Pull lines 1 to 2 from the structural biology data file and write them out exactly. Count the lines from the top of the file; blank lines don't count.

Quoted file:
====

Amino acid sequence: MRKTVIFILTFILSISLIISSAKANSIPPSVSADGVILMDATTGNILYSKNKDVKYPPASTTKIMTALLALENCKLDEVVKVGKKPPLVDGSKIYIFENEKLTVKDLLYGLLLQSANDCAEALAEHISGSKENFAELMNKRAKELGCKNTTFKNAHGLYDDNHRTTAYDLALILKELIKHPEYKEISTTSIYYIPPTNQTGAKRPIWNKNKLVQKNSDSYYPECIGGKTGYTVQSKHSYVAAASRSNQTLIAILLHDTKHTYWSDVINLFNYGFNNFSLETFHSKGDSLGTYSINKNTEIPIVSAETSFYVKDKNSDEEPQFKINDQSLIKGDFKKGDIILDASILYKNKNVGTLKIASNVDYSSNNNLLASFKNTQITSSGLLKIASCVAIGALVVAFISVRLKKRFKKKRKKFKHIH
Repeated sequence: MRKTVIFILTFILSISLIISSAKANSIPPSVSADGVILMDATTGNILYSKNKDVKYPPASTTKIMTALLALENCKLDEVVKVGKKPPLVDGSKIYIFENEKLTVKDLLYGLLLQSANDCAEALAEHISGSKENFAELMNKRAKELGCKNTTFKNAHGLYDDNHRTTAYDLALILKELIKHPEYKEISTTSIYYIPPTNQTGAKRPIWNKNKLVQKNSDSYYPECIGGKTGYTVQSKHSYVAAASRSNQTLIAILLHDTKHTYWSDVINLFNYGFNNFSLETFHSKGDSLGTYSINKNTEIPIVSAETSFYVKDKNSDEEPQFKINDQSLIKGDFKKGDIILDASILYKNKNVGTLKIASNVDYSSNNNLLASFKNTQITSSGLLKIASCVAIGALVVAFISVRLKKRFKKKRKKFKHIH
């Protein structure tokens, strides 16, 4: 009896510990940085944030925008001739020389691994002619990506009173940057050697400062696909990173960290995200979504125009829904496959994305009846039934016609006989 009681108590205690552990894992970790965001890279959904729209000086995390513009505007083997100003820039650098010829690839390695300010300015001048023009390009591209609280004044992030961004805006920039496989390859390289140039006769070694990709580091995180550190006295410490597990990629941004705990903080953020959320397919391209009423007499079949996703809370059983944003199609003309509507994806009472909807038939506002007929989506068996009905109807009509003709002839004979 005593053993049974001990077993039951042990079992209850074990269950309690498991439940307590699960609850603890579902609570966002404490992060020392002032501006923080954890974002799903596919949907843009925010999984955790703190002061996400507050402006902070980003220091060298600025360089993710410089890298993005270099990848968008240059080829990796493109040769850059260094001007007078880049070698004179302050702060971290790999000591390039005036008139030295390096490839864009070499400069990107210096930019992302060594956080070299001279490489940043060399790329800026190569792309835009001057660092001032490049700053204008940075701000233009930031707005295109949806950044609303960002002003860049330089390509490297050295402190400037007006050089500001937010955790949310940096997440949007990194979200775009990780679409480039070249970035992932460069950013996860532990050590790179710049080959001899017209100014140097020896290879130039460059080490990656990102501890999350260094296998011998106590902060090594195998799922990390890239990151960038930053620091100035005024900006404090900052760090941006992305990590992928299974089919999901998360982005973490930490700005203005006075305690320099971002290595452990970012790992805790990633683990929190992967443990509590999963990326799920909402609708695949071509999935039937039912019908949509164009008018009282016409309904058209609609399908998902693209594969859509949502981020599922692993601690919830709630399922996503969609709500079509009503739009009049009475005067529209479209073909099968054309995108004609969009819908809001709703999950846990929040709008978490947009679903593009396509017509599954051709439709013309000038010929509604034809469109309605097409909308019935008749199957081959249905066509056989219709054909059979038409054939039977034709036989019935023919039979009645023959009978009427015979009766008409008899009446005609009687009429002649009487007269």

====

Amino acid sequence: MRKTVIFILTFILSISLIISSAKANSIPPSVSADGVILMDATTGNILYSKNKDVKYPPASTTKIMTALLALENCKLDEVVKVGKKPPLVDGSKIYIFENEKLTVKDLLYGLLLQSANDCAEALAEHISGSKENFAELMNKRAKELGCKNTTFKNAHGLYDDNHRTTAYDLALILKELIKHPEYKEISTTSIYYIPPTNQTGAKRPIWNKNKLVQKNSDSYYPECIGGKTGYTVQSKHSYVAAASRSNQTLIAILLHDTKHTYWSDVINLFNYGFNNFSLETFHSKGDSLGTYSINKNTEIPIVSAETSFYVKDKNSDEEPQFKINDQSLIKGDFKKGDIILDASILYKNKNVGTLKIASNVDYSSNNNLLASFKNTQITSSGLLKIASCVAIGALVVAFISVRLKKRFKKKRKKFKHIH
Repeated sequence: MRKTVIFILTFILSISLIISSAKANSIPPSVSADGVILMDATTGNILYSKNKDVKYPPASTTKIMTALLALENCKLDEVVKVGKKPPLVDGSKIYIFENEKLTVKDLLYGLLLQSANDCAEALAEHISGSKENFAELMNKRAKELGCKNTTFKNAHGLYDDNHRTTAYDLALILKELIKHPEYKEISTTSIYYIPPTNQTGAKRPIWNKNKLVQKNSDSYYPECIGGKTGYTVQSKHSYVAAASRSNQTLIAILLHDTKHTYWSDVINLFNYGFNNFSLETFHSKGDSLGTYSINKNTEIPIVSAETSFYVKDKNSDEEPQFKINDQSLIKGDFKKGDIILDASILYKNKNVGTLKIASNVDYSSNNNLLASFKNTQITSSGLLKIASCVAIGALVVAFISVRLKKRFKKKRKKFKHIH